Anubis Malware Campaign: Mobile Malware Sneaks into Google Play Store via Fake Apps

The malware masquerades as an app called Google Protect

A malicious group of hackers has successfully managed to deliver Anubis malware into the devices by sneaking malicious apps into google play store. The malicious apps were uncovered in June and are designed to steal login credentials of banking apps, wallets and payment cards.

What is is the malware? How does the app bypass Google Play Protect security?
The Payload is being hidden under the applications that claim to offer services like online shopping and livestock market monitoring. Once the app gets downloaded the payload gets delivered via a command and control server and what’s more concerning is it does not get detected by antivirus software.

In order to ensure that the app does not get detected by Google play store, the developers of the malware are constantly altering the capabilities of the malware.

Once the app gets installed on a device, the malware masquerades as an app called "Google Protect", which asks for accessibility rights like. This is done so that the users might trust the malware seeing the name Google on the display.

When the user gives the permission to perform keylogging for the purposes of stealing infected user's credentials when they use a banking app or payment site. Anubis can also take screenshots of the user's display.

According to the reports, at least 10,000 people downloaded the malicious downloaders.  Although it's unknown how many of those have subsequently been infected with the malware.

How can consumers stay safe?
Few tips that should for the consumers to be followed:

* Don’t download apps from unknown sources, they can be infected with data-stealing malware hidden behind a genuine looking app. Stay away from pirated apps too.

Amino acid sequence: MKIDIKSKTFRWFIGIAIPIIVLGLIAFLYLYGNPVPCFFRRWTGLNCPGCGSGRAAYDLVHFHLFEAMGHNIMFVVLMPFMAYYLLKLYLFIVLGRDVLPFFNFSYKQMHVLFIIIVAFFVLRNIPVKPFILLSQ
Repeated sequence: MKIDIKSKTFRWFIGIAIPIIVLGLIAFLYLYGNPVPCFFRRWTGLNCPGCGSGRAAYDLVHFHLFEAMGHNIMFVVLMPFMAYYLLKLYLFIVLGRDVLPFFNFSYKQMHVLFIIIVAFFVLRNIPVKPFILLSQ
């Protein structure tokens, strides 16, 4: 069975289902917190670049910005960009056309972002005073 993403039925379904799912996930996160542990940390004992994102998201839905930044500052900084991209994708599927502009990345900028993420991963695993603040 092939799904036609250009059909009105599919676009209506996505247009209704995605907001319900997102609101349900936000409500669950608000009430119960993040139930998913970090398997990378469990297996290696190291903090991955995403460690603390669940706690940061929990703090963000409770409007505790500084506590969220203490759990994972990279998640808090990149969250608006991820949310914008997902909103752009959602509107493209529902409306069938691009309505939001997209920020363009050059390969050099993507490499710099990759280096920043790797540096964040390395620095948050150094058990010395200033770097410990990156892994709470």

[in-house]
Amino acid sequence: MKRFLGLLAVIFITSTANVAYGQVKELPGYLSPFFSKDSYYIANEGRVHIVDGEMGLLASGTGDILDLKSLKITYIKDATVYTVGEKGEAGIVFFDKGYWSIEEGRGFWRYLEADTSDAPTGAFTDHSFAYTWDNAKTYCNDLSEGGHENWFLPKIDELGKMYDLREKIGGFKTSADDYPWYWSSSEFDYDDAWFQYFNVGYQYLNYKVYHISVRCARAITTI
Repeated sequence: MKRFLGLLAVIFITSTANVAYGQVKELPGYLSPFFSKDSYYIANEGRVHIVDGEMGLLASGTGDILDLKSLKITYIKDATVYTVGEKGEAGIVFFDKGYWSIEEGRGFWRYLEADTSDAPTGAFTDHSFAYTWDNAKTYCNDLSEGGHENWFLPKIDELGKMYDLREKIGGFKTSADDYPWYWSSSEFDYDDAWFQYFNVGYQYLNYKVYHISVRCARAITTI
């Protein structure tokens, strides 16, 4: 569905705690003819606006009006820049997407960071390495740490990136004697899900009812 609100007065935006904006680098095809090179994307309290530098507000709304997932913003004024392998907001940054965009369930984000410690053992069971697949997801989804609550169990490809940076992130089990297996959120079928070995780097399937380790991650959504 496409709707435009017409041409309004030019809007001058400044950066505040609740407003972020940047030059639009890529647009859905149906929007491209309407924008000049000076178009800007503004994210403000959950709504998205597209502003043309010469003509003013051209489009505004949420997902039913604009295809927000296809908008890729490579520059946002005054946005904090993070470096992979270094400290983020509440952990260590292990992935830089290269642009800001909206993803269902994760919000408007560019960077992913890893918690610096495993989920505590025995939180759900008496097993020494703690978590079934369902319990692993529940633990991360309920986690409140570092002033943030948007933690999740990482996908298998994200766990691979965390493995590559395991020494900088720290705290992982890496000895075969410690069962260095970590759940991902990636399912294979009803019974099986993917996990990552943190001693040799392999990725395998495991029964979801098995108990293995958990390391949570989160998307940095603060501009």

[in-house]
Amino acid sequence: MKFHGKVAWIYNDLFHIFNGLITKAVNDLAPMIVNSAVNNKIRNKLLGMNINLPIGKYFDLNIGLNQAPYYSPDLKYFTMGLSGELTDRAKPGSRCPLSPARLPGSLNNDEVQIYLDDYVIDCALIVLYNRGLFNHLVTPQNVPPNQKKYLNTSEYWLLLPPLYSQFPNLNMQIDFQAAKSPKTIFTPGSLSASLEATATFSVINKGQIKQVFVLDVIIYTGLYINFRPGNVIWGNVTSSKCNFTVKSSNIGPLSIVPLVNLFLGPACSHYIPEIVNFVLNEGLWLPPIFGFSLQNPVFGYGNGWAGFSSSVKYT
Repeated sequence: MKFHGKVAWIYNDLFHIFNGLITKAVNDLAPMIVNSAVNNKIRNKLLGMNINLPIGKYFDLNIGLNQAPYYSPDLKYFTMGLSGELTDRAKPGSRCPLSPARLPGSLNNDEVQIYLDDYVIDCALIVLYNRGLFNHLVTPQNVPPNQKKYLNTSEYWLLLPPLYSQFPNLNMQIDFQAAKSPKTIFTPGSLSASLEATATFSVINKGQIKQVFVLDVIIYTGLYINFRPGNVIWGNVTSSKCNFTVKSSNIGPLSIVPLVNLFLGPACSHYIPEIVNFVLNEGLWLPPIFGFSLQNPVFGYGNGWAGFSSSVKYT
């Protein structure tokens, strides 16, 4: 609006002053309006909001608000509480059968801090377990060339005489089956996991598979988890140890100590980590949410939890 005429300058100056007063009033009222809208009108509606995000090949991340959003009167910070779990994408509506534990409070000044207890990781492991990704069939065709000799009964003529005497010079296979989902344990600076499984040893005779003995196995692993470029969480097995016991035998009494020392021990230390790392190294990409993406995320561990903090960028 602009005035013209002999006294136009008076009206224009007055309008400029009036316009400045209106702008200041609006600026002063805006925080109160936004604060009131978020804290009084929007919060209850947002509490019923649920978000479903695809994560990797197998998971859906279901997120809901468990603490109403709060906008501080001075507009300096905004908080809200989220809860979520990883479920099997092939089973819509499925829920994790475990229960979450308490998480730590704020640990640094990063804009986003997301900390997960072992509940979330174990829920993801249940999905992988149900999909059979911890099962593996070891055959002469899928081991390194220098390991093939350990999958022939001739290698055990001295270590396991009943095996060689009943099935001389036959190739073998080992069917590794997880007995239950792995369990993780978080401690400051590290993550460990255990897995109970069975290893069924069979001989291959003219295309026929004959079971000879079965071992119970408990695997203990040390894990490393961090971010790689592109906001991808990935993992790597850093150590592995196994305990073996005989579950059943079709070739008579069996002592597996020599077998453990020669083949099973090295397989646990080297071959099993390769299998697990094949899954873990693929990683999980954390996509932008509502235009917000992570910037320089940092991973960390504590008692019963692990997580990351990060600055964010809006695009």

* Always check what all permission the app requires the users to allow before installation. Stay cautious with permissions that don't seem legitimate, for instance, if a calculator app wants to access your call logs or messages it is clear that the app wants unnecessary permission and can be malicious. Trust your gut!

* Never click on unknown links, even if it seems to be coming from a known person. You can test the authenticity of the link by hovering your mouse over the link. This will display the real address to which the link is redirecting. If it is not the general link you visit, do not click it.

* Only install apps from the official app stores and never from third party websites. Even when downloading from the app store, look at the reviews and #downloads to judge the app.

Ankush Johar, director at Infosec Ventures, said: "This is not the first time a malicious app has slipped past Google Play Store’s internal scanner.  Most malicious applications ask for permissions that are used to take control of the victim's device and steal all the data. Users should be vigilant while clicking on any link and always check what kinds of permission is required by the app before downloading it.

"Your security is in your own hands. If an app asks for more permission than what is required then one must avoid downloading the app or disable unwanted permissions from the app settings.

"Just because it's on the official app store, it does not imply that it cannot be malicious. Even with all the security measures put in by Google, hundreds of apps with a mal intent make their way to the app store so THINK BEFORE YOU CLICK!"


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